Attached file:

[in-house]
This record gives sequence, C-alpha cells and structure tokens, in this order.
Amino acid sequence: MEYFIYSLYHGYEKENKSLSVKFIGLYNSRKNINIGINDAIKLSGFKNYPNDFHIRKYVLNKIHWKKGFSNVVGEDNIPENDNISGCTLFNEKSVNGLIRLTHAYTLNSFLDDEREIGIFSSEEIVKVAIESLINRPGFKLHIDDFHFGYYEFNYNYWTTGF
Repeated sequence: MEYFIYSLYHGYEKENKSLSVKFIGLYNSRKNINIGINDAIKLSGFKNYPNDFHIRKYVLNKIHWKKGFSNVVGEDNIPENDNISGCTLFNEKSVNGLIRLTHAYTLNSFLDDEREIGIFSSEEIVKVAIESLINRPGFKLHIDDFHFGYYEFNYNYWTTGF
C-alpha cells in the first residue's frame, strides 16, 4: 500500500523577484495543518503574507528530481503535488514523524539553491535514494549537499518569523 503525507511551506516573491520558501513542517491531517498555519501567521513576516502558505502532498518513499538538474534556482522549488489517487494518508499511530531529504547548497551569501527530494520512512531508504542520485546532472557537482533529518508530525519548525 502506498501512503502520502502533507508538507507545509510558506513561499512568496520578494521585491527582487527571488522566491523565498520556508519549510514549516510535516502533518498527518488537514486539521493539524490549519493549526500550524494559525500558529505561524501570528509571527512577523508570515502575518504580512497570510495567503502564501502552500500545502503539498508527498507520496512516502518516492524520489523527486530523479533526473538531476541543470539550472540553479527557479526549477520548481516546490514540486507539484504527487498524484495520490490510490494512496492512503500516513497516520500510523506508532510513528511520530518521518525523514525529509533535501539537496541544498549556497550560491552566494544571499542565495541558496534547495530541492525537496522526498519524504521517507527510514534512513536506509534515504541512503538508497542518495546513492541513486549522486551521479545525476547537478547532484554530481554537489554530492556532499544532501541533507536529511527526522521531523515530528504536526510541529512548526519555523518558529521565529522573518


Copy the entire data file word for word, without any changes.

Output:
[in-house]
This record gives sequence, C-alpha cells and structure tokens, in this order.
Amino acid sequence: MEYFIYSLYHGYEKENKSLSVKFIGLYNSRKNINIGINDAIKLSGFKNYPNDFHIRKYVLNKIHWKKGFSNVVGEDNIPENDNISGCTLFNEKSVNGLIRLTHAYTLNSFLDDEREIGIFSSEEIVKVAIESLINRPGFKLHIDDFHFGYYEFNYNYWTTGF
Repeated sequence: MEYFIYSLYHGYEKENKSLSVKFIGLYNSRKNINIGINDAIKLSGFKNYPNDFHIRKYVLNKIHWKKGFSNVVGEDNIPENDNISGCTLFNEKSVNGLIRLTHAYTLNSFLDDEREIGIFSSEEIVKVAIESLINRPGFKLHIDDFHFGYYEFNYNYWTTGF
C-alpha cells in the first residue's frame, strides 16, 4: 500500500523577484495543518503574507528530481503535488514523524539553491535514494549537499518569523 503525507511551506516573491520558501513542517491531517498555519501567521513576516502558505502532498518513499538538474534556482522549488489517487494518508499511530531529504547548497551569501527530494520512512531508504542520485546532472557537482533529518508530525519548525 502506498501512503502520502502533507508538507507545509510558506513561499512568496520578494521585491527582487527571488522566491523565498520556508519549510514549516510535516502533518498527518488537514486539521493539524490549519493549526500550524494559525500558529505561524501570528509571527512577523508570515502575518504580512497570510495567503502564501502552500500545502503539498508527498507520496512516502518516492524520489523527486530523479533526473538531476541543470539550472540553479527557479526549477520548481516546490514540486507539484504527487498524484495520490490510490494512496492512503500516513497516520500510523506508532510513528511520530518521518525523514525529509533535501539537496541544498549556497550560491552566494544571499542565495541558496534547495530541492525537496522526498519524504521517507527510514534512513536506509534515504541512503538508497542518495546513492541513486549522486551521479545525476547537478547532484554530481554537489554530492556532499544532501541533507536529511527526522521531523515530528504536526510541529512548526519555523518558529521565529522573518